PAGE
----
"About 60 percent are getting their drugs from friends and family for free, while another 15 percent go and buy them from friends," Clark said in reference to numbers from SAMHSA's 2005 national survey of drug use, which also confirmed that opioid analgesic use is on the rise among teens. "So, in the case of a general population, drug dealers aren't the biggest problem either, although it's certainly no surprise that hard-core addicts are getting it that way," he said.

"Of course, we can anticipate the possibility of a growing Internet problem, particularly among young people, and we need to have some controls," Clark added. "Things change, so you can't lose vigilance. But we also do not want to exaggerate the magnitude of the current situation, and we certainly do not want to deny people with real health problems their medications."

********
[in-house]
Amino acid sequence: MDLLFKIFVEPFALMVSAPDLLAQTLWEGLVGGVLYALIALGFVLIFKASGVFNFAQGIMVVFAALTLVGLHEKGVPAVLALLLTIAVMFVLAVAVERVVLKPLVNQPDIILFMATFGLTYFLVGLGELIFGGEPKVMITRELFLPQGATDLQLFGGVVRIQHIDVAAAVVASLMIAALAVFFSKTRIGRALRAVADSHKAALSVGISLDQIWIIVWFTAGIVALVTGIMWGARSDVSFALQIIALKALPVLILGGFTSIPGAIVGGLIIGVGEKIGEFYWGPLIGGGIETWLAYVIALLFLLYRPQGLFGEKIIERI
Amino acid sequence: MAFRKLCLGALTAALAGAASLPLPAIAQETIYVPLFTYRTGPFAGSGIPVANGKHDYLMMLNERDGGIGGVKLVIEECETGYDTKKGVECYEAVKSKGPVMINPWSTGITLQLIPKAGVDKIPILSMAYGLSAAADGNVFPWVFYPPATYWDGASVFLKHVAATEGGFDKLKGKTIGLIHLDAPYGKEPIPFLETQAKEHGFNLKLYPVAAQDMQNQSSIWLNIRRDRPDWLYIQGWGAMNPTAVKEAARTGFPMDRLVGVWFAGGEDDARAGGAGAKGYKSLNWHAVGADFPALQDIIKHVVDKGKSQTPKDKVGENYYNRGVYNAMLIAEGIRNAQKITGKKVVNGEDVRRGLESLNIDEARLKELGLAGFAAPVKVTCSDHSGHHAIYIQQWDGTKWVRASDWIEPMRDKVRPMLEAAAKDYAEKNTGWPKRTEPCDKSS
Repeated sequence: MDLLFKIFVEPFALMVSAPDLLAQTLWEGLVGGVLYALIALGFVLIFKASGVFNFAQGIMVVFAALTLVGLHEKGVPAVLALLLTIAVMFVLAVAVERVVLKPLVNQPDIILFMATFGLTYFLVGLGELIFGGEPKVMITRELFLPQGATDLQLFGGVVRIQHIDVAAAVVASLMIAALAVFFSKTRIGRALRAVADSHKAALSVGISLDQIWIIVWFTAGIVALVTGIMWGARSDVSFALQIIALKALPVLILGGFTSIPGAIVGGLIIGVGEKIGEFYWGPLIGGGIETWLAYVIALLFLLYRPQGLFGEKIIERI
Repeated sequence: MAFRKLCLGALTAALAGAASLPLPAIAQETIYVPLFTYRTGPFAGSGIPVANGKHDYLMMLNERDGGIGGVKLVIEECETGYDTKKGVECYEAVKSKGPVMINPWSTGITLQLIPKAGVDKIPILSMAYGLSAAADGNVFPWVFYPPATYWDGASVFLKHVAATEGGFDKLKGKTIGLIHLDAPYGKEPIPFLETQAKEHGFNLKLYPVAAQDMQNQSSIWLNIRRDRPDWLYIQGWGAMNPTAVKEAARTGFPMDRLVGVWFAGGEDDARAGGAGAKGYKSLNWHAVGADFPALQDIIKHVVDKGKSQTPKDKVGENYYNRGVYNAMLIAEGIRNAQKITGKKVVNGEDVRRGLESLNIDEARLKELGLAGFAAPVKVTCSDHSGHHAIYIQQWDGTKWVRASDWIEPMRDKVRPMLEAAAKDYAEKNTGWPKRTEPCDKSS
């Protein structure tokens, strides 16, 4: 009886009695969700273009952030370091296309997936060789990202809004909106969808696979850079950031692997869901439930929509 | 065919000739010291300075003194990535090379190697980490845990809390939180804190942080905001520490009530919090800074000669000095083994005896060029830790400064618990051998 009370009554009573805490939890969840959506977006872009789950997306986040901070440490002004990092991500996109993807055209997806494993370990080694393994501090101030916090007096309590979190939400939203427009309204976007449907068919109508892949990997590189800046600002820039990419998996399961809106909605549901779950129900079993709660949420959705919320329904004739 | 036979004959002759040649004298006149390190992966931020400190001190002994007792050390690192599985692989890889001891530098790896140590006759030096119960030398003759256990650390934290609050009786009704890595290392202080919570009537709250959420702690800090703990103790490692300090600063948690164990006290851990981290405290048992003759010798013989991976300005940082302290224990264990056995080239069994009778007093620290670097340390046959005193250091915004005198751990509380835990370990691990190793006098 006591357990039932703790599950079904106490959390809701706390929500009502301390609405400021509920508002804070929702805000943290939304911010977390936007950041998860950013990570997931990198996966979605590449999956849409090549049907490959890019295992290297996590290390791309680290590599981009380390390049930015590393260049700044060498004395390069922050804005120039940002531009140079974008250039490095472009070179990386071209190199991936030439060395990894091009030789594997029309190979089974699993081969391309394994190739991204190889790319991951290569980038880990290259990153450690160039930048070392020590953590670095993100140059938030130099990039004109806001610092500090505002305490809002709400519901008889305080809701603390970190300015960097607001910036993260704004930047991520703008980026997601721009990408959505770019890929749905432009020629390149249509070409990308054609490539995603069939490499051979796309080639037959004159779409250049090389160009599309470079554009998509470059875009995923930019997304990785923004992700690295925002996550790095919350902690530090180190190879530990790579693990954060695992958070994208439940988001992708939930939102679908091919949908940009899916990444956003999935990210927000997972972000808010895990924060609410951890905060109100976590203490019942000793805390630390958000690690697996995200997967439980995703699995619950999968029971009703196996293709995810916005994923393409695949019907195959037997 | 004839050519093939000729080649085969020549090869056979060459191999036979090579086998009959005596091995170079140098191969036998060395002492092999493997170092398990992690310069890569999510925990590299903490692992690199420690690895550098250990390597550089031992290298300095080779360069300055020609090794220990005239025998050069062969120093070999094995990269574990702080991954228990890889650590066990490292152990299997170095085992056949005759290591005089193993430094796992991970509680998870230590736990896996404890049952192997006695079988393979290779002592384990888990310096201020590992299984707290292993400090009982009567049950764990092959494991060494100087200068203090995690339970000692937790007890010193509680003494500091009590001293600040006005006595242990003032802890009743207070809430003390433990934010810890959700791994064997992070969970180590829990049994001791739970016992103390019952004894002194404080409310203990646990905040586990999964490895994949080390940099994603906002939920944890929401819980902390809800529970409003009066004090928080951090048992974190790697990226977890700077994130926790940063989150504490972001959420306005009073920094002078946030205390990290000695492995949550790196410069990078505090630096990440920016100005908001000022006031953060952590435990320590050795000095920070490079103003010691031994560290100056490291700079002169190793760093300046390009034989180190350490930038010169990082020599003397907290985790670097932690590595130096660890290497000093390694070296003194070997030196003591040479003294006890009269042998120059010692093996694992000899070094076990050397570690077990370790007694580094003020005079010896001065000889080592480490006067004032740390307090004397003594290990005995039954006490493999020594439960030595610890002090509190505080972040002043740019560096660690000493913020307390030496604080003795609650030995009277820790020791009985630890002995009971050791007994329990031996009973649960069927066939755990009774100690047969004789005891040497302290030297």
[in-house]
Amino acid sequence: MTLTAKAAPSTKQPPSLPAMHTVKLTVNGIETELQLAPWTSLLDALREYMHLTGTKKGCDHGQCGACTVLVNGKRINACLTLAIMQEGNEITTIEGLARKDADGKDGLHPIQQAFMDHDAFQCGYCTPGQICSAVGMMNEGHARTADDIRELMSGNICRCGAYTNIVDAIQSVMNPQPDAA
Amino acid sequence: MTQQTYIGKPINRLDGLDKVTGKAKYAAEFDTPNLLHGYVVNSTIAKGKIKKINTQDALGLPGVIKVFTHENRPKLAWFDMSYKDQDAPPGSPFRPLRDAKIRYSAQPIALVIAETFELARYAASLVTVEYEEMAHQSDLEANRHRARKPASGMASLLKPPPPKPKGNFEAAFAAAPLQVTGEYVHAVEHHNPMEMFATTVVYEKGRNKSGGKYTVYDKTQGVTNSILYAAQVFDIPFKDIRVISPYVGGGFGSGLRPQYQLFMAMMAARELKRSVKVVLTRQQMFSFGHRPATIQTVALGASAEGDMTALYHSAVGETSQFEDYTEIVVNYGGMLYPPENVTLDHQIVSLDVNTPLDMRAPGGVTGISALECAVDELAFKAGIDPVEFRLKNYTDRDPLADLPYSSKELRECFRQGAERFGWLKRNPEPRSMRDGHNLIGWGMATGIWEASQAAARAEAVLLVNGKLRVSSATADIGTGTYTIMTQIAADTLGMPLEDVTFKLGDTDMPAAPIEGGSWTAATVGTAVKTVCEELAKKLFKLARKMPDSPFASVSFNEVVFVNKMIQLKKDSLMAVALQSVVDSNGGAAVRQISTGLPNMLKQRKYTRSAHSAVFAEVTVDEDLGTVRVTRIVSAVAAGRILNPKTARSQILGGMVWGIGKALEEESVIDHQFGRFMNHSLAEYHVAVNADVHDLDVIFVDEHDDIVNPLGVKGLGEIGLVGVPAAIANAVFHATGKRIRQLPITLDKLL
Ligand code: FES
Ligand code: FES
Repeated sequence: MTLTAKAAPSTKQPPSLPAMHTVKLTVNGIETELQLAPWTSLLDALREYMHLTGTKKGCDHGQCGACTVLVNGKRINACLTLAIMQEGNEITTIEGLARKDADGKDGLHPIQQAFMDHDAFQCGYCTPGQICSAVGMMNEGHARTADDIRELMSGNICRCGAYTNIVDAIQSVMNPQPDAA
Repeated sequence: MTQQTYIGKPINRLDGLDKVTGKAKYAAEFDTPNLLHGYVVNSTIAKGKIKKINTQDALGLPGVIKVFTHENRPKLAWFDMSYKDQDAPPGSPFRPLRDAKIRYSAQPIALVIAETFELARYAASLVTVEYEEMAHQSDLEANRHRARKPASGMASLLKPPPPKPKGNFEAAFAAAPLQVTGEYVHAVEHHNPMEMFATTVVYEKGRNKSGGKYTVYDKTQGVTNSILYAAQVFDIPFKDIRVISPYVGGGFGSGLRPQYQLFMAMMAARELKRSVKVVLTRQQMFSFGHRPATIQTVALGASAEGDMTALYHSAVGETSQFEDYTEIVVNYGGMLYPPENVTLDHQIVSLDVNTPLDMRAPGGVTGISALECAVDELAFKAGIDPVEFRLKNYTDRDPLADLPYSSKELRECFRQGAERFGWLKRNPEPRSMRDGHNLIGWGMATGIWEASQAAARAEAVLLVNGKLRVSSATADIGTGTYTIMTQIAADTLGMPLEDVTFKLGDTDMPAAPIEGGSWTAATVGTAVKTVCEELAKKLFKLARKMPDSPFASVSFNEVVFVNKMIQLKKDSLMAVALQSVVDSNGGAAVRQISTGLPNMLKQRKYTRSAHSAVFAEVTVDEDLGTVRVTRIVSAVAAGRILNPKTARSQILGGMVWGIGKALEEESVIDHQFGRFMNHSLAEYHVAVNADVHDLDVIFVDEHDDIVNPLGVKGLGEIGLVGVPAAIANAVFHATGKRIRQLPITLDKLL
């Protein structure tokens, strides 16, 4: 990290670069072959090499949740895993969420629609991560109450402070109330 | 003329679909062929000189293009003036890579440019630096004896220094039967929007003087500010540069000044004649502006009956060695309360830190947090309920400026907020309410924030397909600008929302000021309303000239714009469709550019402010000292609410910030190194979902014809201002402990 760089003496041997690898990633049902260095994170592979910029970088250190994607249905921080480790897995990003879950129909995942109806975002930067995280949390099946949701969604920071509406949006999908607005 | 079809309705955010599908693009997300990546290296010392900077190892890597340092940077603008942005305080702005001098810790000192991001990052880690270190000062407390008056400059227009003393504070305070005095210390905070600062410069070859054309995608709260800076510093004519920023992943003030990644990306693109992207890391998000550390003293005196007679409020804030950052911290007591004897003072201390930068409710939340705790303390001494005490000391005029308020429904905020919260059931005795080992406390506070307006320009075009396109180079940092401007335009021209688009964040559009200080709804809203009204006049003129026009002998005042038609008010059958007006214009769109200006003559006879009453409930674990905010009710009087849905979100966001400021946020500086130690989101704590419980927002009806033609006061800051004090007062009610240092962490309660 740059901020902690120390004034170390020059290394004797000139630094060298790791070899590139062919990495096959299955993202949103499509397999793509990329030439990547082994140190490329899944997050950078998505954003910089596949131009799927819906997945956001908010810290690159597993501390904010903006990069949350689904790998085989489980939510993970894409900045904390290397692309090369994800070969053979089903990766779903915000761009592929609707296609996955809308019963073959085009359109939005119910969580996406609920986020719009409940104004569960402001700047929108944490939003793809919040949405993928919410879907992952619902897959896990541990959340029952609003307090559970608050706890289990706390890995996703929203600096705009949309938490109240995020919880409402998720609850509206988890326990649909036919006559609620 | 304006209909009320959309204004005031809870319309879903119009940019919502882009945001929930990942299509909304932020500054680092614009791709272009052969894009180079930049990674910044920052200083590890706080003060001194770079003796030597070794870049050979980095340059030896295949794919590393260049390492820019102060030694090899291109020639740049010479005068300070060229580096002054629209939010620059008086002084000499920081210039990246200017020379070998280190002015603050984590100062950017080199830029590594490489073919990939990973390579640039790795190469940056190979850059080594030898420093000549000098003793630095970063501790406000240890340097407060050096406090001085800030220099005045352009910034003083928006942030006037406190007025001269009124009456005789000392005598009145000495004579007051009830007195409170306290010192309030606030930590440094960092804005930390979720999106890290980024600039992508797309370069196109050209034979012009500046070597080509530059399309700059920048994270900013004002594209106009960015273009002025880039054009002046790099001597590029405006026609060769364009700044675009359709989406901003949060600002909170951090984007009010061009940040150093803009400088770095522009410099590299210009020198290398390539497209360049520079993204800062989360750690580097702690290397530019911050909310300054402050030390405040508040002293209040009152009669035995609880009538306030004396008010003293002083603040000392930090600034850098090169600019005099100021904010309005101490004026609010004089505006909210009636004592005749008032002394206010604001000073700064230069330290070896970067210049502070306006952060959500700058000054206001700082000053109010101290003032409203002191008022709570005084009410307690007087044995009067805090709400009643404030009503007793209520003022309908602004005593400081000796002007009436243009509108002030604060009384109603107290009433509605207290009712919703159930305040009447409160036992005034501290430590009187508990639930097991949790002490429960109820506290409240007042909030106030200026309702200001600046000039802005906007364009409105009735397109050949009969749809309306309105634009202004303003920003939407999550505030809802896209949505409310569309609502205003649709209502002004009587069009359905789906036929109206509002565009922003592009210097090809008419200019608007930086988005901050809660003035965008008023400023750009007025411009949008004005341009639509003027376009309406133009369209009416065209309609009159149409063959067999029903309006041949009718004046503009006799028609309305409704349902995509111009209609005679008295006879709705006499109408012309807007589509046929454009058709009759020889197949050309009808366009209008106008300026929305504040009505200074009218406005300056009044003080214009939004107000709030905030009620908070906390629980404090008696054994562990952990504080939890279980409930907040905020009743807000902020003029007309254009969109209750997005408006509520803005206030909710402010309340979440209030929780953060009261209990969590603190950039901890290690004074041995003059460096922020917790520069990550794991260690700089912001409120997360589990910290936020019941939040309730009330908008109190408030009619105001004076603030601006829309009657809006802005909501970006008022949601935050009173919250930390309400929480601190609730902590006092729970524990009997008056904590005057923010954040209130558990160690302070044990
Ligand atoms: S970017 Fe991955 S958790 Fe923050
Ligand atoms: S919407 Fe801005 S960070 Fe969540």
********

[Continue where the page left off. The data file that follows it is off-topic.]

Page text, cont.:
Haddox agreed. "I'm a pain doctor by training, and I've talked to many patients who said their treatment has literally saved their life," he said. "And yet you've got these other folks out there abusing them. So the public policy question is how you balance these two issues. I don't have the answer."

More information

There's more on Oxycontin abuse at Substance Abuse and Mental Health Services Administration.

SOURCES: David Haddox, DDS, M.D., dentist and physician, and vice president, Risk Management and Health Policy, Purdue Pharma L.P., Stamford, Conn.; Adam Bisaga, M.D., associate professor, psychiatry, Columbia University, and addiction psychiatrist, New York State Psychiatric Institute, New York City; H. Westley Clark, M.D., J.D., M.P.H., director, Center for Substance Abuse Treatment, Substance Abuse and Mental Health Services Administration, Rockville, Md.; Feb. 8, 2007, presentations, American Academy of Pain Medicine annual meeting, New Orleans